Last month we got the news that Kaija Straumanis—our editor and graduate of the University of Rochester’s MA in literary translation program—had won the AATSEEL1 Award for the Best Literary Translation into English for her translation of Inga Ābele’s High Tide.
As part of their annual conference, ATSEEL held their award ceremony just this past Friday in Austin, TX at the AT&T Conference Center on the University of Texas Campus. (Which was a pretty swanky building. Maybe ALTA will end up having their conference there someday . . .)
Anyway, here’s a picture of Kaija after she won:
And here’s an image of the citation for the award:
This year’s AATSEEL Award for Best Literary Translation into English goes to Kaija Straumanis for High Tide, her translation of Inga Ābele’s Latvian novel Paisums. The judges—Ellen Elias-Bursac, Vitaly Chernetsky, and Joanna Trzeciak Huss—read and reviewed 38 books published in 2013 and 2014. After careful deliberation High Tide rose to the top. Spanning nearly four decades and told in reverse chronological order, Ābele’s High Tide is a bracing, honest, existentialist exploration of the protagonist Ieva’s psyche and the constellation of emotional presences in her life. The novel takes us backward in time from post-Communist Latvia through the time of the Awakening and ultimately to the Communist period. What impressed the judges about Kaija Straumanis’s translation is the lyrical quality of the lines. This is a novel that reads like poetry. Logic is given a long leash in a prose that is evocative and electric. Ābele’s is a performative prose in which words call for one another, and Straumanis succeeds in finding the words that both issue and answer that call. But just as resonant as the language of the novel, is the depth of the emotions it portrays and elicits. In one of High Tide’s most powerful and moving passages, we are given access to the thoughts of Ieva’s grandmother, deprived of her voice by Alzheimer’s. Her deepest desire is simply to feel the warmth of a human body. In “The Attack”—the chronologically, thematically, and structurally central part of the book—a western journalist issues a verdict on Eastern and Central Europe, that when the Iron Curtain fell there was nothing behind it, no literary masterpieces hidden in drawers, no sacred resources. This novel is one long counter to this verdict. The sacred resources of Eastern Europe are lives deeply lived, felt, and shared, a set of which crisscross in these pages, and are brought to us through two women, the writer and the translator. Indeed, there are moments in this book when one feels completely connected, when it is as if “in a brief flash, you realize that you understand the author, the main character, and the life of the translator. For a second all three of these persons unite in you.”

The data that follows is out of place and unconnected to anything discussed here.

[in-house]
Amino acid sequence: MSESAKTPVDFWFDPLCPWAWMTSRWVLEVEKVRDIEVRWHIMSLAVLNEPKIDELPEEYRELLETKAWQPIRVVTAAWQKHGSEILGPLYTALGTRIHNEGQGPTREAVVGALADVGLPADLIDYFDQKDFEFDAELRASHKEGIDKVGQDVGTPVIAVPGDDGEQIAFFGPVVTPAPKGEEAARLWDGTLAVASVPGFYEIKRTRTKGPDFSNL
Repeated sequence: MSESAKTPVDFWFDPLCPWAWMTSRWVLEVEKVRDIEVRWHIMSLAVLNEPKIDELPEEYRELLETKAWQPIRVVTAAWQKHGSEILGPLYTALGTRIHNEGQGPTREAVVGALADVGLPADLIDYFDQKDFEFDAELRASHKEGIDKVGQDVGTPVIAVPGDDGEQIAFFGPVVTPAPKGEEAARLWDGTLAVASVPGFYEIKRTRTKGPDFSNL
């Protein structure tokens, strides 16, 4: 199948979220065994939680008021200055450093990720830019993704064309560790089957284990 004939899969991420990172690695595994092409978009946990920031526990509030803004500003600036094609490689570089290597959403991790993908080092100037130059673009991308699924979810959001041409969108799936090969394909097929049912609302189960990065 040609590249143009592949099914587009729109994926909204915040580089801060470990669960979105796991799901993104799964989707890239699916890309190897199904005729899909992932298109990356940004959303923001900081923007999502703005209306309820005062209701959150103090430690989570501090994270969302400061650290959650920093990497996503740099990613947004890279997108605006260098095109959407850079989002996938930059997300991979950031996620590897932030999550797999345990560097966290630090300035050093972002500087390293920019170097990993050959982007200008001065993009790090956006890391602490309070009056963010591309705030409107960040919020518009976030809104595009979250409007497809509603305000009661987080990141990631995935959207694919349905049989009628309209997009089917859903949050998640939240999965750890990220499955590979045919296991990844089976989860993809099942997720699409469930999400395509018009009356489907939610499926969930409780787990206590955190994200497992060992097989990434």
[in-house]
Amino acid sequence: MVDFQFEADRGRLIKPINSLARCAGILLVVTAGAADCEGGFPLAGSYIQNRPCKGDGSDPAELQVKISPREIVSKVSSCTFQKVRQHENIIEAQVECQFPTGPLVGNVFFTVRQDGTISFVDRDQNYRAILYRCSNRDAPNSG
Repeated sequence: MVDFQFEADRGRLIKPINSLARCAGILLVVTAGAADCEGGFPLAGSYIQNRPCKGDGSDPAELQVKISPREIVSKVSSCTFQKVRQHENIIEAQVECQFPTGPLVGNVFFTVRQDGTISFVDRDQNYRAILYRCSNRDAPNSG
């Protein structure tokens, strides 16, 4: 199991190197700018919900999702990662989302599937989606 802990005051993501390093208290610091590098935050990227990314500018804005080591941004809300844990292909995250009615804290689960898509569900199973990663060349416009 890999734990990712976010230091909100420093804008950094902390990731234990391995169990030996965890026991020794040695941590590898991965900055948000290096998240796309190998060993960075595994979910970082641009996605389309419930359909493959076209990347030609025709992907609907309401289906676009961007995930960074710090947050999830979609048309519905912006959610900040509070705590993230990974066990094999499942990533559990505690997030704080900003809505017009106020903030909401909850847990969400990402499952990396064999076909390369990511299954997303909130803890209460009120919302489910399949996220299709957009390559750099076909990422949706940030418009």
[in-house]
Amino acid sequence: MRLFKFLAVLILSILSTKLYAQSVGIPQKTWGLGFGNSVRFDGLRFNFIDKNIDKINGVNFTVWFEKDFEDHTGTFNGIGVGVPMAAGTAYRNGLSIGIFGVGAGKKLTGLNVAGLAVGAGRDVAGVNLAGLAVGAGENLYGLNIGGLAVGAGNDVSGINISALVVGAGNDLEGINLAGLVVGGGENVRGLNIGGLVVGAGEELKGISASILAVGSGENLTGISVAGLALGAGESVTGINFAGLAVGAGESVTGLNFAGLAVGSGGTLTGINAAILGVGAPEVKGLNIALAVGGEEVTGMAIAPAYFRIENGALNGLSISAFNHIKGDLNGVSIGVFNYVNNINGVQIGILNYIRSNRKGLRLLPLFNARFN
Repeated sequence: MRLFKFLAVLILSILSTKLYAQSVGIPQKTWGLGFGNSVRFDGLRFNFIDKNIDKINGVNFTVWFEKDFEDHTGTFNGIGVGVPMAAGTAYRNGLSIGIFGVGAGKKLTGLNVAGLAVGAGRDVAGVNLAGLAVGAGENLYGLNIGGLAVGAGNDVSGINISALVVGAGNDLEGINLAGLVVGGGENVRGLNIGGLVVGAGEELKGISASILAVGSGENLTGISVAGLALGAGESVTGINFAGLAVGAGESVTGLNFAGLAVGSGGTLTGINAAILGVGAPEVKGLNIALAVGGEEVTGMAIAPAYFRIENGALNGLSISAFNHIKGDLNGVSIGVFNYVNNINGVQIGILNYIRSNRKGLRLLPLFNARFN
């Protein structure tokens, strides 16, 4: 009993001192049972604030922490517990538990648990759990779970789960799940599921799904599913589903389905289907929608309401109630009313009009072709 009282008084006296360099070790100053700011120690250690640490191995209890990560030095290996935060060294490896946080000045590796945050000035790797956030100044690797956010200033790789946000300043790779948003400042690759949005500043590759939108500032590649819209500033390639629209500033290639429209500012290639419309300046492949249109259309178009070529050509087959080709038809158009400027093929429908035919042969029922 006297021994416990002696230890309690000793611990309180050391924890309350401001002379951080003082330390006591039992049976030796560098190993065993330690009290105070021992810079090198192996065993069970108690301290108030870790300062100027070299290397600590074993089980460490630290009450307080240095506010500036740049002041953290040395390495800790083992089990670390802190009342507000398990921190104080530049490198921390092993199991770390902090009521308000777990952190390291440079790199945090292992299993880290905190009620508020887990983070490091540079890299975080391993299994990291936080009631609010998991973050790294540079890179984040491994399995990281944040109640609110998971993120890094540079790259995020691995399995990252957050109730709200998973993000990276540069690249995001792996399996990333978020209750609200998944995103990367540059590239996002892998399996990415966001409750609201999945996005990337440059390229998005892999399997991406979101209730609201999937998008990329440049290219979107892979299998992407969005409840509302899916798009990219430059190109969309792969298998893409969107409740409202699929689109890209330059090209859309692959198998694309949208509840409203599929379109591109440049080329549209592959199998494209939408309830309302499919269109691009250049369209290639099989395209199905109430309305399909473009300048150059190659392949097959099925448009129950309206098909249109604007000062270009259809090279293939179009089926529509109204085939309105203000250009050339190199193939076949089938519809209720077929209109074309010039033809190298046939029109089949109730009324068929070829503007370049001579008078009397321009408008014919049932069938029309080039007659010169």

Congrats to Kaija for winning this award. It’s especially cool that this was her thesis project at the U of R. I’m sure that for years and years she will continue to introduce English readers to more excellent books from Latvia.
To celebrate this award (which isn’t really Kaija’s first, but is the first for one of Open Letter’s books!) from now until Sunday, January 17 at midnight, we’re offering High Tide for 30% off. Just click that link and use HIGH TIDE at checkout.
1 AATSEEL is the American Association of Teachers of Slavic and East European Languages.
Prose translators will likely disagree, but I believe translating poetry requires a significant level of talent, a commitment to the text, and near mania, all of which suggests that the undertaking is the greatest possible challenge. The task is to. . .
The biggest issues with books like The Subsidiary often have to do with their underpinnings—when we learn that Georges Perec wrote La Disparition without once using the letter E, we are impressed. Imagine such a task! It takes a high. . .
Following The Infatuations, Javier Marías’s latest novel seems, like those that have preceded it, an experiment to test fiction’s capacity to mesmerize with sombre-sexy atmospheres and ruminative elongated sentences stretched across windowless walls of paragraphs. Thus Bad Begins offers his. . .
Death by Water, Kenzaburo Oe’s latest novel to be translated into English, practically begs you to read it as autobiography. Like The Changeling, as well as many other works not yet released in English, Death by Water is narrated in. . .
Jocelyne Saucier’s Twenty-One Cardinals is about the type of unique, indestructible, and often tragic loyalty only found in families. For a brief but stunningly mesmerizing 169 pages, Twenty-One Cardinals invited me in to the haunting and intimate world of the. . .
We know so very little; so little that what we think to be knowledge is hardly worth reckoning with at all; instead we ought to settle for being pleasantly surprised if, on the edge of things, against all expectations, our. . .
Many of Virginie Despentes’s books revolve around the same central idea: “To be born a woman [is] the worst fate in practically every society.” But this message is nearly always packaged in easy-to-read books that fill you with the pleasure. . .
Ilja Leonard Pfeijffer’s La Superba is appropriately titled after the Italian city of Genoa, where, after escaping the pressures of fame in his own country, the semi-autobiographical narrator finds himself cataloguing the experiences of its mesmerizing inhabitants with the intention. . .
It took reading 44 pages of Intervenir/Intervene before I began to get a sense of what Dolores Dorantes and Rodrigo Flores Sánchez were up to. Recurring throughout these 44 pages—throughout the entire book—are shovels, shovel smacks to the face, lobelias—aha!. . .
As presaged by its title, contradiction is the theme of Peter Stamm’s novel, All Days Are Night. Gillian, a well-known television personality, remains unknowable to herself. And Hubert, a frustrated artist and Gillian’s lover, creates art through the process of. . .